Sir Philip Green, who has been on the periphery of the Everton board for years, finds himself back in the spotlight again this week with the release of a damning report alleging “systematic plunder” of Green and his cronies over the years leading to the collapse of department store chain British Home Stores (BHS).
The chain closed its doors last month after they failed to find another buyer for it, but Green has been implicated in the report, which states that the “tragedy” at BHS was a result of the “unacceptable face of capitalism”. Questions have been raised about Green’s complex tax avoidance schemes which could change how private companies are governed and their pension funds regulated.
Green sold BHS for £1 in March 2015 to a consortium led by Dominic Chappell, a businessman who has declared bankruptcy three times. BHS then went into administration in April with a £571m pension deficit.
The MPs’ report tears Green’s business reputation to shreds, who went on to state that there is “little to support the reputation for retail business acumen for which he received his knighthood”, and the magnate finds himself in a situation where he will have to compensate the pension shortfall from his own coffers or find himself stripped of the knighthood.
The relationship Green has with Everton Football Club is even murkier than his decision to register his shell companies in offshore locations like the Jersey and British Virgin Islands for their “strong regulatory regimes.”
Green is an old friend and ‘advisor’ of club chairman Bill Kenwright, even though he is a Tottenham Hotspur supporter. He arranged for another business associate Robert Earl (who owns the Planet Hollywood chain) to purchase 24% stake in the club from former director Paul Gregg during a struggle for control of Everton in 2004. Gregg had reportedly stated that the payment for the shares had come from Green, not Earl.
Earl’s shares were held by a British Virgin Islands registered company (BCR Sports), the formation of which was based on the same complex financial structures that Green used to con the British Exchequer of hundreds of millions of pounds through shady tax avoidance schemes. That same 24% stake was part of the deal that brought new majority owner Farhad Moshiri to Everton, and he now controls 49.9% of the club.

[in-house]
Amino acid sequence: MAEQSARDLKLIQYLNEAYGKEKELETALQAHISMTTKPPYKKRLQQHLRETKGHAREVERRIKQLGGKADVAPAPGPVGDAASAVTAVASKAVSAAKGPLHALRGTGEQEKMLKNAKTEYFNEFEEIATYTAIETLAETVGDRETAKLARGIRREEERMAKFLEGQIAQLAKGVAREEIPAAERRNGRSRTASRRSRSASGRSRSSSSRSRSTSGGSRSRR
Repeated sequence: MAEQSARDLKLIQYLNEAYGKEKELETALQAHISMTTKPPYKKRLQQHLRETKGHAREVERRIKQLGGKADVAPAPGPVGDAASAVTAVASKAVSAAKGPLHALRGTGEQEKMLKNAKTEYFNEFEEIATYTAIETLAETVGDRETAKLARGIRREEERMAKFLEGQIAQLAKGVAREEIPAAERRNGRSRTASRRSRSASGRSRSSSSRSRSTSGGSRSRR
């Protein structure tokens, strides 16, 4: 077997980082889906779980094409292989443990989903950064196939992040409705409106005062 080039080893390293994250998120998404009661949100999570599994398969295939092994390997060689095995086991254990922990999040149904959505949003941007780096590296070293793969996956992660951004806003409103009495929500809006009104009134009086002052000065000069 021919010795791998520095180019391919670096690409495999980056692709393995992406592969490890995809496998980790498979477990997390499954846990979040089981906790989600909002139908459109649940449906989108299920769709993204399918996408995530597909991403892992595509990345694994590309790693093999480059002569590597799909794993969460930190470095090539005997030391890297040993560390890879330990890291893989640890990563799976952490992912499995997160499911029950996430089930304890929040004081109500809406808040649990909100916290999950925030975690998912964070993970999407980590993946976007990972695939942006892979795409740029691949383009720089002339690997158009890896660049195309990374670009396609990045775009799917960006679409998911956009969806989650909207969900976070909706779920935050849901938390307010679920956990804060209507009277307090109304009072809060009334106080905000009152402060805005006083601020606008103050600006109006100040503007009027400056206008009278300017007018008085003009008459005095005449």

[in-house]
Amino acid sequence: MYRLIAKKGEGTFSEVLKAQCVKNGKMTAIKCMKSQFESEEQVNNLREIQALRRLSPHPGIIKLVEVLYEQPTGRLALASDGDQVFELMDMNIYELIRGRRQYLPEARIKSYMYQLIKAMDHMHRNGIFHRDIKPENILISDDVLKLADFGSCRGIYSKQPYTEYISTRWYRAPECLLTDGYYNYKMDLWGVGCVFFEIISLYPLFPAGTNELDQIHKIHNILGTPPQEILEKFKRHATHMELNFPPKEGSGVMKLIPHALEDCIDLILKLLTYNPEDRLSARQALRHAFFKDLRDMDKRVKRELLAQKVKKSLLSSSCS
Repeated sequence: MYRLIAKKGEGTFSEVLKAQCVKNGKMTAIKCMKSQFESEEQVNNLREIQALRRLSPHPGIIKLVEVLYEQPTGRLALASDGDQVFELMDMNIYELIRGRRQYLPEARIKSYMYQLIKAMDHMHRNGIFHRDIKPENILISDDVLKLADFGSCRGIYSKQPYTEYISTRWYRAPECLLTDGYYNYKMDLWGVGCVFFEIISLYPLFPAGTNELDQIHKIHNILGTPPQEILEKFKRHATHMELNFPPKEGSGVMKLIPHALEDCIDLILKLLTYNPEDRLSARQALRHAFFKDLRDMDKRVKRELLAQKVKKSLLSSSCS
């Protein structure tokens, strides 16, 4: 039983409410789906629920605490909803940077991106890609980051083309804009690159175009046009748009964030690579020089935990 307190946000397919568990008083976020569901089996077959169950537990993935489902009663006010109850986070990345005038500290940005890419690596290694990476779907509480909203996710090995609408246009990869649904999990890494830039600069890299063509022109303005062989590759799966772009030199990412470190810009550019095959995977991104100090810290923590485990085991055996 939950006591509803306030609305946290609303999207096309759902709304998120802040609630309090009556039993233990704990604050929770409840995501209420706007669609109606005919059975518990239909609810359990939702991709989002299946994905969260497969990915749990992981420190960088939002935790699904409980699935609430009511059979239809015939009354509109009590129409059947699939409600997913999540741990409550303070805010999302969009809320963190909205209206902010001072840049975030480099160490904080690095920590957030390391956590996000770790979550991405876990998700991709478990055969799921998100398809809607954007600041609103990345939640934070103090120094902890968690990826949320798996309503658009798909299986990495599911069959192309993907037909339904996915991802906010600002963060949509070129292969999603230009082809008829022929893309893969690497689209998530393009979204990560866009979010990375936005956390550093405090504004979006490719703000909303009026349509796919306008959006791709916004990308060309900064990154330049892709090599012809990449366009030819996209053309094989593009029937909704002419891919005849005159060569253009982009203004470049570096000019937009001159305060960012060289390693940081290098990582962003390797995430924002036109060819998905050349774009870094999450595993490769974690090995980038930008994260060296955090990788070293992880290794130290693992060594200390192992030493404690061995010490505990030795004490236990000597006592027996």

In 2008, the Everton chief executive at the time Keith Wyness resigned, supposedly over the Kirkby Project affair and the huge influence that Sir Philip Green exerted over the club. The BBC reported -
"Although Green, one of the richest men in the country, is not formally connected to Everton, he has been involved in much of the Toffees' recent activity."
"It is our understanding the manager David Moyes has had to go to Green on his plans to buy and sell players, and also finalise his contract."
In a telephone interview with the BBC, Green attempted to clarify his involvement -
"Everybody knows I'm a friend of Bill Kenwright, and I helped him get Everton.
"It is his club and his ball. He asked me for advice - If people ring me up and on a confidential basis ask me to help, what is wrong with that?”
With the latest troubles set to befall the Green empire, it will once again cast unfortunate light upon his involvement in Everton’s dealings over the years, especially with the “lines of credit” he has been known to offer the Toffees to secure signings and even proposed takeover attempts, as was the case by the Fortress Sports Fund (FSF), a Brunei based investment fund fronted by Christopher Samuelson, who was later involved in the demise of Reading Football Club.
Since Moshiri’s takeover of the club, there has been an attempt to clean out some of the skeletons in the Blues’ closet, with the Iranian billionaire appointing his ‘money guy’ Sasha Ryazantsev to the Board. As fans we can only hope that our dealings going forward will be above board (pun unintended) and not fraught with the sinister dealings the past two decades have seen.